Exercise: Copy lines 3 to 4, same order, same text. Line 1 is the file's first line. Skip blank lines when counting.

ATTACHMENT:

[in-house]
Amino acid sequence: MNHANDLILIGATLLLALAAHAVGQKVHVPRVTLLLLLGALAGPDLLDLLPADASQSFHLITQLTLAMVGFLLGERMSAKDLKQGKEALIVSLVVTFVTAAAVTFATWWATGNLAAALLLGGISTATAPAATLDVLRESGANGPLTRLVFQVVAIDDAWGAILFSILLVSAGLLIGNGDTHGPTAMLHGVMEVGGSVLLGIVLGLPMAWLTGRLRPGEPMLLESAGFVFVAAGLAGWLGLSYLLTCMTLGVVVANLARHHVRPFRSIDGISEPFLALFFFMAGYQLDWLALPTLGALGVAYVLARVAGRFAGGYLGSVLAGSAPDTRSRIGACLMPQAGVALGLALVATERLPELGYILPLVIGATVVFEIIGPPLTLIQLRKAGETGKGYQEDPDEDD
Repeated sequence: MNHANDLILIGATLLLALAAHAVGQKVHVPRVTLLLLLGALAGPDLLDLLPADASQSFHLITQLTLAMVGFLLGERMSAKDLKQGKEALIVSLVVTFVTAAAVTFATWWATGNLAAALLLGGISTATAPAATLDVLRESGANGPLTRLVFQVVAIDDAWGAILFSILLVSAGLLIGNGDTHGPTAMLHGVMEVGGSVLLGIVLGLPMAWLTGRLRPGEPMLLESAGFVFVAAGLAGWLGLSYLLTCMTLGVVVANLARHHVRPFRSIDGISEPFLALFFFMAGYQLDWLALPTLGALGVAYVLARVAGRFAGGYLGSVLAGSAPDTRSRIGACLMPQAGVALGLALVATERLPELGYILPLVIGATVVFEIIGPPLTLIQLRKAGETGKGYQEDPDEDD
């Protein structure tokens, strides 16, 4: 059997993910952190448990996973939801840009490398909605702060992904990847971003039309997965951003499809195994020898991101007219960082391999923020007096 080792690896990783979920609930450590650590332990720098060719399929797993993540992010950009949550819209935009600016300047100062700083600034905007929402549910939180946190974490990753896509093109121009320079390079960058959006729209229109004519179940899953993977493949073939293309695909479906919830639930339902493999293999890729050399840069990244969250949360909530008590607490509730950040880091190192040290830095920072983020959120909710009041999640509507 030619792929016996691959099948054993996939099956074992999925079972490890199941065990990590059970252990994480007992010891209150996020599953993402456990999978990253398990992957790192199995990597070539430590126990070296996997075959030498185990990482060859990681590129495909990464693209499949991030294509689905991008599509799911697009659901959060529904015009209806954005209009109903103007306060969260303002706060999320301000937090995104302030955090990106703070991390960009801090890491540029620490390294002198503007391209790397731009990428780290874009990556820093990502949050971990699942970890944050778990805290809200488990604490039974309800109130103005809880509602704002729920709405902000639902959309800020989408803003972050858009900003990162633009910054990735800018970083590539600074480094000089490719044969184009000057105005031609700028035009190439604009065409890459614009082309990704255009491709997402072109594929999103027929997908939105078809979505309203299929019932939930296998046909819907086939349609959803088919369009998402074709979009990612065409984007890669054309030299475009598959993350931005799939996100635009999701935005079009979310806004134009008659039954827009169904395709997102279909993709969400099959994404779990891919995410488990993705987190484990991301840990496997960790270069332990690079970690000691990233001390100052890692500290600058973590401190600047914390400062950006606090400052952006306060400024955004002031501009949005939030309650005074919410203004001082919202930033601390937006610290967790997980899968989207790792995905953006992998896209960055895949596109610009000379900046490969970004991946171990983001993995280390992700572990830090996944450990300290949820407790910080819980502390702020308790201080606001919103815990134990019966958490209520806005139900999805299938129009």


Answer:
Repeated sequence: MNHANDLILIGATLLLALAAHAVGQKVHVPRVTLLLLLGALAGPDLLDLLPADASQSFHLITQLTLAMVGFLLGERMSAKDLKQGKEALIVSLVVTFVTAAAVTFATWWATGNLAAALLLGGISTATAPAATLDVLRESGANGPLTRLVFQVVAIDDAWGAILFSILLVSAGLLIGNGDTHGPTAMLHGVMEVGGSVLLGIVLGLPMAWLTGRLRPGEPMLLESAGFVFVAAGLAGWLGLSYLLTCMTLGVVVANLARHHVRPFRSIDGISEPFLALFFFMAGYQLDWLALPTLGALGVAYVLARVAGRFAGGYLGSVLAGSAPDTRSRIGACLMPQAGVALGLALVATERLPELGYILPLVIGATVVFEIIGPPLTLIQLRKAGETGKGYQEDPDEDD
């Protein structure tokens, strides 16, 4: 059997993910952190448990996973939801840009490398909605702060992904990847971003039309997965951003499809195994020898991101007219960082391999923020007096 080792690896990783979920609930450590650590332990720098060719399929797993993540992010950009949550819209935009600016300047100062700083600034905007929402549910939180946190974490990753896509093109121009320079390079960058959006729209229109004519179940899953993977493949073939293309695909479906919830639930339902493999293999890729050399840069990244969250949360909530008590607490509730950040880091190192040290830095920072983020959120909710009041999640509507 030619792929016996691959099948054993996939099956074992999925079972490890199941065990990590059970252990994480007992010891209150996020599953993402456990999978990253398990992957790192199995990597070539430590126990070296996997075959030498185990990482060859990681590129495909990464693209499949991030294509689905991008599509799911697009659901959060529904015009209806954005209009109903103007306060969260303002706060999320301000937090995104302030955090990106703070991390960009801090890491540029620490390294002198503007391209790397731009990428780290874009990556820093990502949050971990699942970890944050778990805290809200488990604490039974309800109130103005809880509602704002729920709405902000639902959309800020989408803003972050858009900003990162633009910054990735800018970083590539600074480094000089490719044969184009000057105005031609700028035009190439604009065409890459614009082309990704255009491709997402072109594929999103027929997908939105078809979505309203299929019932939930296998046909819907086939349609959803088919369009998402074709979009990612065409984007890669054309030299475009598959993350931005799939996100635009999701935005079009979310806004134009008659039954827009169904395709997102279909993709969400099959994404779990891919995410488990993705987190484990991301840990496997960790270069332990690079970690000691990233001390100052890692500290600058973590401190600047914390400062950006606090400052952006306060400024955004002031501009949005939030309650005074919410203004001082919202930033601390937006610290967790997980899968989207790792995905953006992998896209960055895949596109610009000379900046490969970004991946171990983001993995280390992700572990830090996944450990300290949820407790910080819980502390702020308790201080606001919103815990134990019966958490209520806005139900999805299938129009």